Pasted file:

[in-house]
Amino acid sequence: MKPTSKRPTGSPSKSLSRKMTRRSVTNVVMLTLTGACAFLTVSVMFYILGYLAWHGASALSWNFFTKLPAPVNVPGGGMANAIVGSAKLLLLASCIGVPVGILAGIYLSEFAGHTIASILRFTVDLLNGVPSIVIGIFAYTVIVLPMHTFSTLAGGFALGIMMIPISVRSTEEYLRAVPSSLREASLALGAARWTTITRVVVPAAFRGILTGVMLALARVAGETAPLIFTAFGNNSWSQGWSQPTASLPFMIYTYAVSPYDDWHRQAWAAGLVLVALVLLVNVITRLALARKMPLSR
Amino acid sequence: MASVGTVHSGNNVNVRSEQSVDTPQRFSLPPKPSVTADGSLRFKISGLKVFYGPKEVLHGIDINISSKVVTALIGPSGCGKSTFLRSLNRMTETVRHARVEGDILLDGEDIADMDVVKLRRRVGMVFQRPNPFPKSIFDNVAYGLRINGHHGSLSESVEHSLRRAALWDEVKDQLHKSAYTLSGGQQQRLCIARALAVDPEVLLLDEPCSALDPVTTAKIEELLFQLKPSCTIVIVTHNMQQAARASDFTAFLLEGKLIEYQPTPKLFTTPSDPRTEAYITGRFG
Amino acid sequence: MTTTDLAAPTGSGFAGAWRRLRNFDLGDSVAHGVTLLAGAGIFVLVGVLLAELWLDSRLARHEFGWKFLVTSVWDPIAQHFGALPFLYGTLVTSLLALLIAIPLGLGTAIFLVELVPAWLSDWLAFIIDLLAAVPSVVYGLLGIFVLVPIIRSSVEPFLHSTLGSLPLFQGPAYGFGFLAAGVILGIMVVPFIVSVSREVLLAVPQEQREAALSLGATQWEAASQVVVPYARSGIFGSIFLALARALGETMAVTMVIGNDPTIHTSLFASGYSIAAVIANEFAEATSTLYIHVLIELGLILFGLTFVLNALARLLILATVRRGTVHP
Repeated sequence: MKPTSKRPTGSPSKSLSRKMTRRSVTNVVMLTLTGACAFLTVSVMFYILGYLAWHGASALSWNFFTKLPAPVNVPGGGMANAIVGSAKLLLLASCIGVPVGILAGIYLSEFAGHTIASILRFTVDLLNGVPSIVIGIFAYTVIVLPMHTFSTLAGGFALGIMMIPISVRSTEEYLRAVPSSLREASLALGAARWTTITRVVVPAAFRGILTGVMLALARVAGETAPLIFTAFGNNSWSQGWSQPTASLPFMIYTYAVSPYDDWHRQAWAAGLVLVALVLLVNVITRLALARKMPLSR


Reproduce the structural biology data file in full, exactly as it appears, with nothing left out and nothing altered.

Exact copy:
[in-house]
Amino acid sequence: MKPTSKRPTGSPSKSLSRKMTRRSVTNVVMLTLTGACAFLTVSVMFYILGYLAWHGASALSWNFFTKLPAPVNVPGGGMANAIVGSAKLLLLASCIGVPVGILAGIYLSEFAGHTIASILRFTVDLLNGVPSIVIGIFAYTVIVLPMHTFSTLAGGFALGIMMIPISVRSTEEYLRAVPSSLREASLALGAARWTTITRVVVPAAFRGILTGVMLALARVAGETAPLIFTAFGNNSWSQGWSQPTASLPFMIYTYAVSPYDDWHRQAWAAGLVLVALVLLVNVITRLALARKMPLSR
Amino acid sequence: MASVGTVHSGNNVNVRSEQSVDTPQRFSLPPKPSVTADGSLRFKISGLKVFYGPKEVLHGIDINISSKVVTALIGPSGCGKSTFLRSLNRMTETVRHARVEGDILLDGEDIADMDVVKLRRRVGMVFQRPNPFPKSIFDNVAYGLRINGHHGSLSESVEHSLRRAALWDEVKDQLHKSAYTLSGGQQQRLCIARALAVDPEVLLLDEPCSALDPVTTAKIEELLFQLKPSCTIVIVTHNMQQAARASDFTAFLLEGKLIEYQPTPKLFTTPSDPRTEAYITGRFG
Amino acid sequence: MTTTDLAAPTGSGFAGAWRRLRNFDLGDSVAHGVTLLAGAGIFVLVGVLLAELWLDSRLARHEFGWKFLVTSVWDPIAQHFGALPFLYGTLVTSLLALLIAIPLGLGTAIFLVELVPAWLSDWLAFIIDLLAAVPSVVYGLLGIFVLVPIIRSSVEPFLHSTLGSLPLFQGPAYGFGFLAAGVILGIMVVPFIVSVSREVLLAVPQEQREAALSLGATQWEAASQVVVPYARSGIFGSIFLALARALGETMAVTMVIGNDPTIHTSLFASGYSIAAVIANEFAEATSTLYIHVLIELGLILFGLTFVLNALARLLILATVRRGTVHP
Repeated sequence: MKPTSKRPTGSPSKSLSRKMTRRSVTNVVMLTLTGACAFLTVSVMFYILGYLAWHGASALSWNFFTKLPAPVNVPGGGMANAIVGSAKLLLLASCIGVPVGILAGIYLSEFAGHTIASILRFTVDLLNGVPSIVIGIFAYTVIVLPMHTFSTLAGGFALGIMMIPISVRSTEEYLRAVPSSLREASLALGAARWTTITRVVVPAAFRGILTGVMLALARVAGETAPLIFTAFGNNSWSQGWSQPTASLPFMIYTYAVSPYDDWHRQAWAAGLVLVALVLLVNVITRLALARKMPLSR